Ron Evans tells of the founding of The Northwinds Symphonic Band in a 2012 Times profile.
Ron Evans, founder and conductor of the Northwinds Symphonic Band, died Saturday. He was 73.
“What a great loss for our community,” Gladys Wyant, executive director of The Arts Council, said in an email.
Wyant said Evans, a 50-year Gainesville resident, served on The Arts Council board for at least 12 years. He founded the band in 1984.
He spent 23 years in the Hall County school system, and served as band director at South Hall (Johnson), Gainesville and Shiloh high schools before retiring in 1997.
There was no immediate information on funeral plans.
“As founder and conductor of The Northwinds Symphonic Band, Ron transformed a small group of musicians into a large, quality band reaching out to all corners of North Georgia,” Wyant said. “People loved working with Ron. He had a way of putting people at ease, and his hard work to develop each production was a labor of love.”
The band is best known for its annual patriotic Memorial Day concerts. In a 2012 interview, Evans reflected on why those concerts were special to him.
“When I see our veterans march in a circle around the First Baptist Church on Memorial Day as the band plays ‘Americans We,’ I get tears in my eyes as the younger service members march with great stride and the older vets who possess canes, walkers and wheelchairs proudly make their way around the circle just to let everyone know they still can and will do with every ounce of their being,” he said. “It’s a feeling of pride that gets me going emotionally.”
Evans was born and raised on a farm in the small town of Arp near Fitzgerald in south central Georgia.
He earned a bachelor’s degree in music from the University of Georgia, a masters of music education from VanderCook College of Music in Chicago and a specialist in education degree from Troy University.
Mercer Crook, Evans’ longtime friend and assistant conductor, said the two became friends when they were high school band directors, Evans at South Hall (later Johnson) High and Crook at East Hall.
“Through all of those years, he and stayed close friends. We had a type of friendship that was pushed by motivation. I wanted my band to outperform his and he wanted his to outperform mine,” Crook said.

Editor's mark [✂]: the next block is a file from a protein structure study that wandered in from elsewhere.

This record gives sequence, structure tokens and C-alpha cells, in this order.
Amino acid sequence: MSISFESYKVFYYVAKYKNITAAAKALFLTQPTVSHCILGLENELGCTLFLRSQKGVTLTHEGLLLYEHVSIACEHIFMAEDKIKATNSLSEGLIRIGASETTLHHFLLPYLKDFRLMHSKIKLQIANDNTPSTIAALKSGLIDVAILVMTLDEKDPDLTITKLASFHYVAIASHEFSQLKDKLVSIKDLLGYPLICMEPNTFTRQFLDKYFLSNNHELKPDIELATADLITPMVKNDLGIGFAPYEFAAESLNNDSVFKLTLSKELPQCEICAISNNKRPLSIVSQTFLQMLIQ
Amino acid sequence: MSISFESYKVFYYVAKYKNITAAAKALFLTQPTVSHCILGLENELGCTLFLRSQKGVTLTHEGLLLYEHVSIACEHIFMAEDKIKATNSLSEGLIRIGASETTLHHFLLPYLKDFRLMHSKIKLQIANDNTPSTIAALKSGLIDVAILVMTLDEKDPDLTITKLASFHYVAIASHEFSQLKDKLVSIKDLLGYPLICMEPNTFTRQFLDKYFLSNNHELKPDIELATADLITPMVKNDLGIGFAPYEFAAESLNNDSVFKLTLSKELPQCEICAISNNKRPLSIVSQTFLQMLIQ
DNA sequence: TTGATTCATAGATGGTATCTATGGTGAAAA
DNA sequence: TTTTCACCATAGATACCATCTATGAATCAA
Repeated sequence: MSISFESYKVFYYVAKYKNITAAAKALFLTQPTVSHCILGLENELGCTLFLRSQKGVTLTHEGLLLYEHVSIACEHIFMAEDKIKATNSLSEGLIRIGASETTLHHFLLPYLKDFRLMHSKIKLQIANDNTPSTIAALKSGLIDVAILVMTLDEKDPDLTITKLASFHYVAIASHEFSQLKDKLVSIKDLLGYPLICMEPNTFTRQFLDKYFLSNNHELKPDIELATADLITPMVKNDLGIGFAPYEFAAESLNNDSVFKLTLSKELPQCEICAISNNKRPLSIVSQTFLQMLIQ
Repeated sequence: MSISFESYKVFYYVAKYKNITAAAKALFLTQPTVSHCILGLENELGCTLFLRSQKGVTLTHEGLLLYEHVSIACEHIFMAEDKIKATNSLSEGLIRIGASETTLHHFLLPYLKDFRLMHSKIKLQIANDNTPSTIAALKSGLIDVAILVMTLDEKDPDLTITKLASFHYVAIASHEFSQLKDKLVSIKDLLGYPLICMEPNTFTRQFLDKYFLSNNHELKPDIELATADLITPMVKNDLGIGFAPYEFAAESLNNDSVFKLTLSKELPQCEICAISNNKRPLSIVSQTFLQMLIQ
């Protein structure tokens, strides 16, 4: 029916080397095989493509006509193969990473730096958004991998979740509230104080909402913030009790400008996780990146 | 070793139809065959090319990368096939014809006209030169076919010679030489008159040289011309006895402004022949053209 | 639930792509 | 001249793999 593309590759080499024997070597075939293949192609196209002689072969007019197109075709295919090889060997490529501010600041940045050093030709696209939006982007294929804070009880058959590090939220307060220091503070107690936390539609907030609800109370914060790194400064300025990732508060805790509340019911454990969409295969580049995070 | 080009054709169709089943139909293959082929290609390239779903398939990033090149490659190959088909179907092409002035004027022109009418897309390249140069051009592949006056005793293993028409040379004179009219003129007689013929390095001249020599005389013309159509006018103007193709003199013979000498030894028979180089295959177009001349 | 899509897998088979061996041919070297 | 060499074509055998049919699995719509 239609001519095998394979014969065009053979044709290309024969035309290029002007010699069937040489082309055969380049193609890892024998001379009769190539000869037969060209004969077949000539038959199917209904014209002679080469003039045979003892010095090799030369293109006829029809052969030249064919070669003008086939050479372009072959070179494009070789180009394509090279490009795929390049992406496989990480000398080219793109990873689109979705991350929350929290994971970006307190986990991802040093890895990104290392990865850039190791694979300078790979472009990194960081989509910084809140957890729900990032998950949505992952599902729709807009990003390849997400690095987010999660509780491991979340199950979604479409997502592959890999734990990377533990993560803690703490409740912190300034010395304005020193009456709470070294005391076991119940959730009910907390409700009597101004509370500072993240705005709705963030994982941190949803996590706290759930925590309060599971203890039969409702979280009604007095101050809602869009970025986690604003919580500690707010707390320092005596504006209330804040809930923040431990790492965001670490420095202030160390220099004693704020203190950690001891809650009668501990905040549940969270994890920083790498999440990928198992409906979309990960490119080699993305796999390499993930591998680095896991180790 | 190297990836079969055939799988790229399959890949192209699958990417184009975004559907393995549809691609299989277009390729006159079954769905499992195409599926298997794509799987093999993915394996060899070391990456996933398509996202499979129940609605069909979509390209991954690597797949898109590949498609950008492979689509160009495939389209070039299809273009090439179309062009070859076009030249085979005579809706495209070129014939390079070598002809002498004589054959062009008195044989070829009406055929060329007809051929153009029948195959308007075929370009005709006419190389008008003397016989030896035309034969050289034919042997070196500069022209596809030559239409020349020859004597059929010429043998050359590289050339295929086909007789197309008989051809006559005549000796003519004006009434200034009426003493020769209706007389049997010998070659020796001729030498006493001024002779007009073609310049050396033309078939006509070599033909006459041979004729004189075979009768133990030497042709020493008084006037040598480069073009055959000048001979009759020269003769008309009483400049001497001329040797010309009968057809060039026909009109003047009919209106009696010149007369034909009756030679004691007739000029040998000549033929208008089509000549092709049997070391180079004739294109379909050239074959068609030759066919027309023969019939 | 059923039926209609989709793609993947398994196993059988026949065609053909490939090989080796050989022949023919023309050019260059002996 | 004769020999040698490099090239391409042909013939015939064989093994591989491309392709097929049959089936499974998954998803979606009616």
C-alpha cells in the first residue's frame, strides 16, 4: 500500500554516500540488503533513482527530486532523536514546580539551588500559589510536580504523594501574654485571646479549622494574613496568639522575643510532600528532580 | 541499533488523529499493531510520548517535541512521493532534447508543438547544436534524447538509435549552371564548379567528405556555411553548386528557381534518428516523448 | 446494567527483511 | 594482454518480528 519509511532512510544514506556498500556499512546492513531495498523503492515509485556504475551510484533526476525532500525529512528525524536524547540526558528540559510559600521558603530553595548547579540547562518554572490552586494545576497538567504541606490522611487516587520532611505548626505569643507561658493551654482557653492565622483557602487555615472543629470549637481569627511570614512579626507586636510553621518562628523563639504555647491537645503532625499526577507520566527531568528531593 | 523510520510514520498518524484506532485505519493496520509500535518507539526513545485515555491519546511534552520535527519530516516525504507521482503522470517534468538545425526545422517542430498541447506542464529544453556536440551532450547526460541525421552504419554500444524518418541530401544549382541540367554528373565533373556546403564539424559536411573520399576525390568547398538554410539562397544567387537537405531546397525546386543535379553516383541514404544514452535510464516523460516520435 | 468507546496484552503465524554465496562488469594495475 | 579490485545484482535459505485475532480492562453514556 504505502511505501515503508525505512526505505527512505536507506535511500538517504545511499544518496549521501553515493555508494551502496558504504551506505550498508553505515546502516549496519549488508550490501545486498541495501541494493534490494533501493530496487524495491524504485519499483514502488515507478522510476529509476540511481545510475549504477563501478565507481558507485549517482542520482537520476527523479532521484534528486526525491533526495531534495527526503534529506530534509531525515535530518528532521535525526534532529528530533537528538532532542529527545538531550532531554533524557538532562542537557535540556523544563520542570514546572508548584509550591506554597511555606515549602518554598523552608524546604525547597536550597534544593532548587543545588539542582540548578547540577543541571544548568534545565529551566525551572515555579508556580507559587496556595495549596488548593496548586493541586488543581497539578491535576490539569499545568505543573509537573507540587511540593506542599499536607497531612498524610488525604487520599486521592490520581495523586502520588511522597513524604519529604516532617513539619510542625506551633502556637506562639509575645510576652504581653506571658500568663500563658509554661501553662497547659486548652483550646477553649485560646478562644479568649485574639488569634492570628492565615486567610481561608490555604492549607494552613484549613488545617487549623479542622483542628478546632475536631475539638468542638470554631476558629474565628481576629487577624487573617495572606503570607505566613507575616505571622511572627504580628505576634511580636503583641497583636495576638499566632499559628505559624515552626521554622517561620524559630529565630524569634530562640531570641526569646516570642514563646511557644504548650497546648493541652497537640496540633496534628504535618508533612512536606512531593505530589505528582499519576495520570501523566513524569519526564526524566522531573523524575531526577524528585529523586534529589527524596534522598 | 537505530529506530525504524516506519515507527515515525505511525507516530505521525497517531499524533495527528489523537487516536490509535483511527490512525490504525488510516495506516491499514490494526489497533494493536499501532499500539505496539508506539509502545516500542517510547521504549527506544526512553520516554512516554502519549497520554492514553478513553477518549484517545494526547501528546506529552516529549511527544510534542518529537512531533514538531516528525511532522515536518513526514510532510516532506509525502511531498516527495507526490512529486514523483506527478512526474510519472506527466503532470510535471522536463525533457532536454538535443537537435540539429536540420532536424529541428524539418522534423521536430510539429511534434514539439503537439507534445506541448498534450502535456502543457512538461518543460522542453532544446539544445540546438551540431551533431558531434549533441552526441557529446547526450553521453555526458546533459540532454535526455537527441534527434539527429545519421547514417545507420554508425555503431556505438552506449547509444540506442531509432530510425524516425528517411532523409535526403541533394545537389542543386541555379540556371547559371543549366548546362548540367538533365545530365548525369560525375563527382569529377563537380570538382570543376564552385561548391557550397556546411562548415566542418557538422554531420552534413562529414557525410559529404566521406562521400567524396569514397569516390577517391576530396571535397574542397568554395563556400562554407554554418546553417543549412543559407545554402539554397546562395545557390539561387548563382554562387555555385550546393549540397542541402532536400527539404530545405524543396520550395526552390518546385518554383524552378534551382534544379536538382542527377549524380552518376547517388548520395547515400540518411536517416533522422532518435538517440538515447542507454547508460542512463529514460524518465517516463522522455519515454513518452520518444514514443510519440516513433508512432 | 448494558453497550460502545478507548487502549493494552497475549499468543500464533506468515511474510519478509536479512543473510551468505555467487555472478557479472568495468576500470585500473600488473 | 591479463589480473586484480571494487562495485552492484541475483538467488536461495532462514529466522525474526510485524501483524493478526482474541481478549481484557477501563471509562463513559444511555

“Musically, in the community, he would do whatever needed to be done. He’s probably the greatest ambassador of music you could find. ... He was always willing to do for others.”
Wyant said Evans also performed and led musicians for Gainesville Theatre Alliance and Gainesville High School stage productions.
“In addition to my loss as a personal friend, we at The Arts Council will miss Ron’s enthusiasm and total support of our board and other arts organizations in our community,” Wyant said.
“Ron loved the music of John Phillip Sousa, and when he donned the costume of Sousa, people in the audience were amazed at the accuracy of his portrayal of a much loved music icon. Ron Evans is Gainesville’s Sousa!”
Evans held memberships in the Music Educators National Conference, Georgia Music Educators Association and Phi Beta Mu International Bandmasters fraternity. He was twice awarded the Citation of Excellence, and received a special citation from the John Philip Sousa Foundation in recognition of his efforts promoting concert bands in America. In 1998, the Georgia Music Educators Association awarded him its coveted Distinguished Career Award.
Evans also was a board member for the Gainesville ProMusica Society. In 2002-2004, he served on the Vestry of Grace Episcopal Church.
He is survived by his wife, Karyl Evans; two daughters, Kelli Evans Bolin of Austin, Texas, and Shana Evans Bassett of Atlanta; and several grandchildren.
Staff member Charles Phelps contributed to this story.